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Home arrow News arrow Local News arrow EMERGENCY PREPAREDNESS

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EMERGENCY PREPAREDNESS

COMMUNITY PREPAREDNESS: Ray Hamann, center, explains how mutual aid agreement provide backup support for all the countys volunteer departments as well as the La Grande Fire Department. The fire chief was among more than a dozen representatives of law enforcement, emergency services, and community agencies talking about disaster preparedness  at a Chamber of Commerce-sponsored community meeting Wednesday evening. (The Observer/KELLY WARD).
COMMUNITY PREPAREDNESS: Ray Hamann, center, explains how mutual aid agreement provide backup support for all the countys volunteer departments as well as the La Grande Fire Department. The fire chief was among more than a dozen representatives of law enforcement, emergency services, and community agencies talking about disaster preparedness at a Chamber of Commerce-sponsored community meeting Wednesday evening. (The Observer/KELLY WARD).

By T.L. Petersen

Observer Staff Writer

We live in an open society, La Grande Fire Chief Bruce Weimer told an audience Wednesday night. But security is an issue. Things have changed in our society, and not for the better.

Fire chiefs, law enforcement officers, county officials, state road officials, and representatives of volunteer and state agencies explained how their offices and agencies work together in the case of a national or man-made disaster.

About 60 people gathered at the La Grande Middle School to learn about emergency preparedness in the area.

On one hand, some members of the audience seemed relieved to know that there are basic emergency plans in place. Others though, responded with requests for further meetings to identify and plan how to meet community needs if a large-scale disaster occurs.

A woman with nursing experience, who is new to the area in the past two years, said that we have to think in a new way after the Sept. 11 attacks in New

York, Washington, D.C. and Pennsylvania.

Id like another meeting, she said, after hearing that police and fire departments in the area struggle to maintain the equipment they have, and often dont have seldom-used protective gear.

The first hour of the meeting was spent with the officials and agency representatives briefly explaining how they plan and prepare for disasters.

Both Grande Ronde Hospital and Beverly Higby of the Red Cross talked about disaster drills, and Union Countys Emergency Services Director Dara Decker

explained the countys emergency operations plan.

Its an all-hazards approach, Decker said, noting that it covers the coordinated operation of law enforcement, service and volunteers in both natural emergencies such as storms or floods and in man-made situations. Her

role, she added, would be to coordinate resources to handle the emergency.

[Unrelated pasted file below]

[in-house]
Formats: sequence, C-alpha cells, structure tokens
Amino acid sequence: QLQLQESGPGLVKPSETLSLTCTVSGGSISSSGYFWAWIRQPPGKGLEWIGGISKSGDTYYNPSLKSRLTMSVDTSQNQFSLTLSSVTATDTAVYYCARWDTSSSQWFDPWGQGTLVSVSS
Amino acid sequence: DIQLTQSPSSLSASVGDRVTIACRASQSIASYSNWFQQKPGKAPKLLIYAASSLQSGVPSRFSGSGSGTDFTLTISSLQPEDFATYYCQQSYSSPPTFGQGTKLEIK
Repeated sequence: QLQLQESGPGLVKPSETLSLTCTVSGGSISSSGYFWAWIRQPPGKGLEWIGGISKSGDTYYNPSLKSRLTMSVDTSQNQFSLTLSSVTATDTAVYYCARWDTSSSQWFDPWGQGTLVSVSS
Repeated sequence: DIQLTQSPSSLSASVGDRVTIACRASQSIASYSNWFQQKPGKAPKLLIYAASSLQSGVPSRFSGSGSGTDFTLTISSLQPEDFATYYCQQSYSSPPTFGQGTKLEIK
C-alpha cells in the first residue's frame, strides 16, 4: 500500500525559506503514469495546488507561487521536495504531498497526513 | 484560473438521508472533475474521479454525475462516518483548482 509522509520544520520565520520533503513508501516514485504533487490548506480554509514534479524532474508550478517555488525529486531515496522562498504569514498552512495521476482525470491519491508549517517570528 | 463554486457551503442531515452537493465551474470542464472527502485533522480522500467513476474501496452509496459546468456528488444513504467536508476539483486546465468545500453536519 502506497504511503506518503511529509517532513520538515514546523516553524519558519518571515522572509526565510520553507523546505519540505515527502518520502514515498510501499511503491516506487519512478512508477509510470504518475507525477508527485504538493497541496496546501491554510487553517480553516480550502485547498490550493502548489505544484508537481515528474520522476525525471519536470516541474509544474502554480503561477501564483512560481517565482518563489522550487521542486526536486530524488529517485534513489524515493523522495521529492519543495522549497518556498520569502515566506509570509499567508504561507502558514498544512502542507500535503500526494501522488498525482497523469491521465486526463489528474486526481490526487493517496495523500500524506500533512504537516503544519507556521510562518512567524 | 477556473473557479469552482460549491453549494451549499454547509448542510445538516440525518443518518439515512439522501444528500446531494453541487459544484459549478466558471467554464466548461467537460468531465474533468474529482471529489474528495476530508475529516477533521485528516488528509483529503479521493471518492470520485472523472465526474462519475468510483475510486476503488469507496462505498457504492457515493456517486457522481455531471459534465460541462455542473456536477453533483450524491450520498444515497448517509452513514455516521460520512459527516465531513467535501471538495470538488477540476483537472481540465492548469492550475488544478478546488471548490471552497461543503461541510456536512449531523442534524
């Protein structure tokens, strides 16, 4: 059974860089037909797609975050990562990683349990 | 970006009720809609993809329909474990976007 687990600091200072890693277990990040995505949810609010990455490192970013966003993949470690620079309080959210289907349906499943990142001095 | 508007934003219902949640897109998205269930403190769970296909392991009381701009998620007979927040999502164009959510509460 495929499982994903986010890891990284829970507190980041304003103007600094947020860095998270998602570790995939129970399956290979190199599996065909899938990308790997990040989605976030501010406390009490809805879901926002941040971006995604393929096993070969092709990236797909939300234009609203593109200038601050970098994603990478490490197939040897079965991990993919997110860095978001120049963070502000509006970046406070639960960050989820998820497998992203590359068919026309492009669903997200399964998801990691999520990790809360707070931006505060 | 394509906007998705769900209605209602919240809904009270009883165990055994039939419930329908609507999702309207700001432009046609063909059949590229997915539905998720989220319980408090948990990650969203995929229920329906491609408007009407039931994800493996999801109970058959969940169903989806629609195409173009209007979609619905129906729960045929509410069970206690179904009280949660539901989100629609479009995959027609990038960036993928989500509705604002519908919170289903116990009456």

Decker also said that Union County has in place a number of agreements with other cities, counties and the state should additional support be needed.

Many questions were directed to Cheryl Humphrey, public information officer with the Umatilla County Chemical Stockpile Emergency Preparedness Program.

Humphrey provided some background on the chemical depots history and current situation, but stressed that Union County is outside the impact area of any leak from any of the three chemical agents stored at the depot.

We are one of only eight places in the continental U.S. where chemical weapons are stored, she said. The weapons have been stored near Hermiston since the early 1960s, and work is under way to complete a facility to destroy the remaining supplies by 2007.

Humphrey tried to emphasize three points to the audience: If the worst was to happen, the impact would be in an area of eight to 10 miles; the situation would last for a matter of hours, not days; and people need to listen to the radio.

While attention was on the depot, Weimer advised that there might be things closer to home to think about.

I think we need to focus on the most likely things to happen here in La Grande, Weimer said.

He pointed out that railroad tankers carrying up to 30,000 gallons of chlorine frequently side on rail lines in the city.

And while the threat of terrorist attacks has been talked about at a national level for a long time, and a lot of federal money has gone into preparations, it hasnt reached us. Were lacked the basic equipment, the basic protective stuff, he said.

Im not too concerned about massive attacks, Weimer said, adding that he just recently attended training on biological contaminations, but if somebody is mad enough, they can do anything.

Plans for emergencies and disasters, and how they would be handled, were discussed by the county public works department, the Oregon Department of Transportation, Grande Ronde Hospial, the Department of Community and Human Services, the public health department, the Red Cross, the Union County Airport, Oregon Trail Electric Cooperative, and the radio stations in the emergency alert

system.

Higby, with the Red Cross, also explained that the region is still short of blood supplies, but blood can only be collected by trained staff from Boise.

The Red Cross will still provide what training it can, and has agreements with 18 area churches if emergency shelters are needed.

The Red Cross, she said, received $10,000 in recent weeks to make up its $30,000 shortfall in Baker and Union counties.

The meeting ended with the

La Grande-Union County Chamber of Commerce agreeing to consider organizing another community preparedness meeting to keep people informed.

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